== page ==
I wrote at the time that it was “one of the single gutsiest calls I’ve seen in recent memory,” although my original draft described Coach Zorn as possessed of “guts of tungsten,” only I didn’t write “guts.” See the DC Sports Bog’s attempts to find a newspaper-friendly way to describe that playcall for much more in that vein; the point is, it was a heck of a call, and it turns out that Portis was the one who made it.

So I asked around a bit today to see what some other guys would’ve gone for.

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Monday, October 6: On the Road to a Win With Rock Cartwright

Posted by Matt Terl on October 6, 2008 – 9:35 am

A slightly frightening portion of my mail is made up of questions about traveling with the team. People want to see the team plane; when I explain that it’s not some sort of decadent private jet, but a chartered commercial aircraft – just picture the last plane you were on, only filled with Redskins players – they want to see that. People want to see the team train; I explain that, like the team plane, it’s a chartered Amtrak that looks more or less like any other train, and people still want to see it.

So I brought a camera myself, but my view of the team plane and train (and hotel) just looked like a plane or train (or hotel). What makes the travel interesting, I figured, would be a player’s eye view. So I gave the camera to Casey Rabach last week and let him do some filming. That hasn’t worked out as well as I’d hoped – I’m having technical problems with some of Casey’s video files, so all you’ve seen from that was the few seconds of the fans at Redskins Park. Hopefully, you’ll see more of his stuff as the week progresses.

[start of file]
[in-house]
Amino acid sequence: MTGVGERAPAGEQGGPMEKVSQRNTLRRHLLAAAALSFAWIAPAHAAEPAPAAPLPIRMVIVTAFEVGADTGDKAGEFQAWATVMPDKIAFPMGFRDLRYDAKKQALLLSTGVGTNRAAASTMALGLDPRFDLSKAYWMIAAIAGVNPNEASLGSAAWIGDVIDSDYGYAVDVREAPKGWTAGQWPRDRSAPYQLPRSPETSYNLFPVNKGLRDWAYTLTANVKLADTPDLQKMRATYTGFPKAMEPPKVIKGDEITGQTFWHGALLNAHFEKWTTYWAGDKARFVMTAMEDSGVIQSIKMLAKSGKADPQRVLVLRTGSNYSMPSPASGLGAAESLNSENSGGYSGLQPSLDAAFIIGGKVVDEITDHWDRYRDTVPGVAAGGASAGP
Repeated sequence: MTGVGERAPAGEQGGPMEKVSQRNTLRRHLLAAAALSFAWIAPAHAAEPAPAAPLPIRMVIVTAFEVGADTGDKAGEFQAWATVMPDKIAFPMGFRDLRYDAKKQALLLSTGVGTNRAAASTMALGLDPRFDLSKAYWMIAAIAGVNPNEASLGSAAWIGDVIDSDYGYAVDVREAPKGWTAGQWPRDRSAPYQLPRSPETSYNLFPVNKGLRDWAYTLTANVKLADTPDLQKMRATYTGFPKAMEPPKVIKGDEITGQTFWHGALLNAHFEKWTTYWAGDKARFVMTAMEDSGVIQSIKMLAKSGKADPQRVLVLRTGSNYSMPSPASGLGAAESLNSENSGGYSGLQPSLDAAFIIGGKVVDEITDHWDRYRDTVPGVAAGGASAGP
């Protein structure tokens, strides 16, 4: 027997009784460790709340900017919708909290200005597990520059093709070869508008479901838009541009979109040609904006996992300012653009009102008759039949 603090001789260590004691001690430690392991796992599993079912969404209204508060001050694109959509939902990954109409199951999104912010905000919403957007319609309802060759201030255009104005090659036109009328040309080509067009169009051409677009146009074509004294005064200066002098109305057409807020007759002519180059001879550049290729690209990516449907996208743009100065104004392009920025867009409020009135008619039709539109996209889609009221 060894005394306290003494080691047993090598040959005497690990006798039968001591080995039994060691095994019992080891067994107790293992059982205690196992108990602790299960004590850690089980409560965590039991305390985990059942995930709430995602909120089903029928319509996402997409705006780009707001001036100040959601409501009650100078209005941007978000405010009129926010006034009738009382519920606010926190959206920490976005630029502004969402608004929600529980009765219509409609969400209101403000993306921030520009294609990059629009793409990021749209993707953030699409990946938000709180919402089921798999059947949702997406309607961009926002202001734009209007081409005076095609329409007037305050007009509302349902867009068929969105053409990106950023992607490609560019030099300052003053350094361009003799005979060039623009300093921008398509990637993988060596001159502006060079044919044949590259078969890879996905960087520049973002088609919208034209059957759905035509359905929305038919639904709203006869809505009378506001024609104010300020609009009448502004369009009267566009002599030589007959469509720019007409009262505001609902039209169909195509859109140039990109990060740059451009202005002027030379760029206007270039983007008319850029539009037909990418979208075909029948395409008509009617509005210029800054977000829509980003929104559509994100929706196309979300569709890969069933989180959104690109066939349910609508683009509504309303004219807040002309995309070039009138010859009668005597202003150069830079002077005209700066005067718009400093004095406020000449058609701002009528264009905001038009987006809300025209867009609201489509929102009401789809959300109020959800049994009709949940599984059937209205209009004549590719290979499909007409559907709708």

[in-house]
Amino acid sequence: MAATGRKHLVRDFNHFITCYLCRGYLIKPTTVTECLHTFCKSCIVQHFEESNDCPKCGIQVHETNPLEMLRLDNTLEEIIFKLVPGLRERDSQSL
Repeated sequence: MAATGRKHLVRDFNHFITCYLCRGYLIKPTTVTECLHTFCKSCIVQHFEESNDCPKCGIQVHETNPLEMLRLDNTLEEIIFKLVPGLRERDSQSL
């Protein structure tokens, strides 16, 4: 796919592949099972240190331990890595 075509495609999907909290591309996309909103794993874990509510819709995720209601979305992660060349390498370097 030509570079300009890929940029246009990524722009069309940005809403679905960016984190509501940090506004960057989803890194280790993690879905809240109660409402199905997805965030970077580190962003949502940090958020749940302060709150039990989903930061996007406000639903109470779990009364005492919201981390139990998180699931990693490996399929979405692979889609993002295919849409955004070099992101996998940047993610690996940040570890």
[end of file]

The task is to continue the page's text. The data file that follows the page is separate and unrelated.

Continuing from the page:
For the trip to Philly, I gave the camera to Rock Cartwright, and those videos seem to have turned out fine. I’m still in the process of editing what he gave me into a manageable clip (or series of clips), but for now, here’s Rock’s view of the team in line for the escalator at Union Station, preparing to board the train to Philly.

(Click through the image to get to the video; proper embedding should be enabled soon.)